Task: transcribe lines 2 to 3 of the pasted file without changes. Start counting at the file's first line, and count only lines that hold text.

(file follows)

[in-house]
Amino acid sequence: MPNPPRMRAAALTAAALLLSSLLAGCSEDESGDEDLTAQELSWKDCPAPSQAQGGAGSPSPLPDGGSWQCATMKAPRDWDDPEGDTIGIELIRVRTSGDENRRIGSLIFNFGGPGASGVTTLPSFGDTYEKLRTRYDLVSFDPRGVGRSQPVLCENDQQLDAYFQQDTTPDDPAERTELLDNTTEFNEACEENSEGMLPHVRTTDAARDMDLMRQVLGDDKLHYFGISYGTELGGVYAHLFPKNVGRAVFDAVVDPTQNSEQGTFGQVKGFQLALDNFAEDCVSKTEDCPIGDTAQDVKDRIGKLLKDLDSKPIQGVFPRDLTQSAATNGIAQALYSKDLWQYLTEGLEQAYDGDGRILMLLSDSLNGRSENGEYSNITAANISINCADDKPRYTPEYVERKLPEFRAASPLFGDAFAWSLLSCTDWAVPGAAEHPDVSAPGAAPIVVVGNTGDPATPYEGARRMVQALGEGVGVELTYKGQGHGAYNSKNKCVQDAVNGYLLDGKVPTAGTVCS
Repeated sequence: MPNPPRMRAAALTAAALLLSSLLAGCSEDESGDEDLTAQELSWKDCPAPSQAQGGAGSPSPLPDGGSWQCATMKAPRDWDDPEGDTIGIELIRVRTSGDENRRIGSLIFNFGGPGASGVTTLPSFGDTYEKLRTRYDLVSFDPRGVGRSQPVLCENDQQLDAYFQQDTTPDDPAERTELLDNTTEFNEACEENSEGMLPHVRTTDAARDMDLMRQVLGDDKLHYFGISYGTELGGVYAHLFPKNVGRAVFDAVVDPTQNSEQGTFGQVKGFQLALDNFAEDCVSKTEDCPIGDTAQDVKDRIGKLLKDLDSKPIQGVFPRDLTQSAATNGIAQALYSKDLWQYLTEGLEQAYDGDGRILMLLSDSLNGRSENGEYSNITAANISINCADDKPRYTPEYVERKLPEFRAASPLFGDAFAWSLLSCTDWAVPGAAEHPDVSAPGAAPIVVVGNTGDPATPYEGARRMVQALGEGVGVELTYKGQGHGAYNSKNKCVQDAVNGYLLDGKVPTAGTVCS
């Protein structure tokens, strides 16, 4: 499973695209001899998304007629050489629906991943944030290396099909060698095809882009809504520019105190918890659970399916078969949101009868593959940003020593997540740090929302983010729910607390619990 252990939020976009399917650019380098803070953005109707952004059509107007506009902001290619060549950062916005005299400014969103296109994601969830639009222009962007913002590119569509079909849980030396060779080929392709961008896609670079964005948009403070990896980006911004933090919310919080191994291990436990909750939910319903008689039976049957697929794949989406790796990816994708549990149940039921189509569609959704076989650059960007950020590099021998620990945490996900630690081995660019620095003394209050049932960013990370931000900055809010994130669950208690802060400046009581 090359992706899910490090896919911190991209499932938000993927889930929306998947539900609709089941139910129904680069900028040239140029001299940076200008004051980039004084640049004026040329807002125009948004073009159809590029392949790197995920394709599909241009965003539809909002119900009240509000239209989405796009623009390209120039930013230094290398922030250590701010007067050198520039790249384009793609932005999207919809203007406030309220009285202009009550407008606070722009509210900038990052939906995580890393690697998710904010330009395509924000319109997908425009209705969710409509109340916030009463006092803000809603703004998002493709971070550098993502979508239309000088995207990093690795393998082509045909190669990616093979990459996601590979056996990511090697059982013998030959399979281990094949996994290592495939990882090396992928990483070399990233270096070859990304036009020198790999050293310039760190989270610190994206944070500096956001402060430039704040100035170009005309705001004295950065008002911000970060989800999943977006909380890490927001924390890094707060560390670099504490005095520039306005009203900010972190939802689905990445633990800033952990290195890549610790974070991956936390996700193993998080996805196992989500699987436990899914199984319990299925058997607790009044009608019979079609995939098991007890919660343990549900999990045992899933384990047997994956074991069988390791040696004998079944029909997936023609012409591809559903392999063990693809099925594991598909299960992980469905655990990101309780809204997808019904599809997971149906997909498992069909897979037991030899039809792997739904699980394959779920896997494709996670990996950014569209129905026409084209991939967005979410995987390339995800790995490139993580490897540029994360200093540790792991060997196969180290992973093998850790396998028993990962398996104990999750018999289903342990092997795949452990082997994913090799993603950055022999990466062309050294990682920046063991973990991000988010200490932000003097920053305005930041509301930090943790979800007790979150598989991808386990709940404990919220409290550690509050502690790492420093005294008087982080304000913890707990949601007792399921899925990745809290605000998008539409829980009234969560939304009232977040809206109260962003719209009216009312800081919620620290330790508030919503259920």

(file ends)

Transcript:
Amino acid sequence: MPNPPRMRAAALTAAALLLSSLLAGCSEDESGDEDLTAQELSWKDCPAPSQAQGGAGSPSPLPDGGSWQCATMKAPRDWDDPEGDTIGIELIRVRTSGDENRRIGSLIFNFGGPGASGVTTLPSFGDTYEKLRTRYDLVSFDPRGVGRSQPVLCENDQQLDAYFQQDTTPDDPAERTELLDNTTEFNEACEENSEGMLPHVRTTDAARDMDLMRQVLGDDKLHYFGISYGTELGGVYAHLFPKNVGRAVFDAVVDPTQNSEQGTFGQVKGFQLALDNFAEDCVSKTEDCPIGDTAQDVKDRIGKLLKDLDSKPIQGVFPRDLTQSAATNGIAQALYSKDLWQYLTEGLEQAYDGDGRILMLLSDSLNGRSENGEYSNITAANISINCADDKPRYTPEYVERKLPEFRAASPLFGDAFAWSLLSCTDWAVPGAAEHPDVSAPGAAPIVVVGNTGDPATPYEGARRMVQALGEGVGVELTYKGQGHGAYNSKNKCVQDAVNGYLLDGKVPTAGTVCS
Repeated sequence: MPNPPRMRAAALTAAALLLSSLLAGCSEDESGDEDLTAQELSWKDCPAPSQAQGGAGSPSPLPDGGSWQCATMKAPRDWDDPEGDTIGIELIRVRTSGDENRRIGSLIFNFGGPGASGVTTLPSFGDTYEKLRTRYDLVSFDPRGVGRSQPVLCENDQQLDAYFQQDTTPDDPAERTELLDNTTEFNEACEENSEGMLPHVRTTDAARDMDLMRQVLGDDKLHYFGISYGTELGGVYAHLFPKNVGRAVFDAVVDPTQNSEQGTFGQVKGFQLALDNFAEDCVSKTEDCPIGDTAQDVKDRIGKLLKDLDSKPIQGVFPRDLTQSAATNGIAQALYSKDLWQYLTEGLEQAYDGDGRILMLLSDSLNGRSENGEYSNITAANISINCADDKPRYTPEYVERKLPEFRAASPLFGDAFAWSLLSCTDWAVPGAAEHPDVSAPGAAPIVVVGNTGDPATPYEGARRMVQALGEGVGVELTYKGQGHGAYNSKNKCVQDAVNGYLLDGKVPTAGTVCS